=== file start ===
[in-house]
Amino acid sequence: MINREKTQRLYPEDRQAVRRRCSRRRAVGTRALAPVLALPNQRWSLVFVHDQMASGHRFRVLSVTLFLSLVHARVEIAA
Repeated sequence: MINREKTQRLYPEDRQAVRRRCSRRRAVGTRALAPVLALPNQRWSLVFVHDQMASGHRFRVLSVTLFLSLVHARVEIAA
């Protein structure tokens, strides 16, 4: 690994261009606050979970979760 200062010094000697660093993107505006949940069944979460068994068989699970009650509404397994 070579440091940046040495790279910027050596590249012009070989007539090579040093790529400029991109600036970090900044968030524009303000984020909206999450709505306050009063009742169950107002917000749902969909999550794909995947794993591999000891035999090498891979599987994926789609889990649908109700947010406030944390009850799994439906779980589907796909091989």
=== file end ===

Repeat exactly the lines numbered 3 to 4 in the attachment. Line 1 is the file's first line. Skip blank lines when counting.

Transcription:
Repeated sequence: MINREKTQRLYPEDRQAVRRRCSRRRAVGTRALAPVLALPNQRWSLVFVHDQMASGHRFRVLSVTLFLSLVHARVEIAA
């Protein structure tokens, strides 16, 4: 690994261009606050979970979760 200062010094000697660093993107505006949940069944979460068994068989699970009650509404397994 070579440091940046040495790279910027050596590249012009070989007539090579040093790529400029991109600036970090900044968030524009303000984020909206999450709505306050009063009742169950107002917000749902969909999550794909995947794993591999000891035999090498891979599987994926789609889990649908109700947010406030944390009850799994439906779980589907796909091989």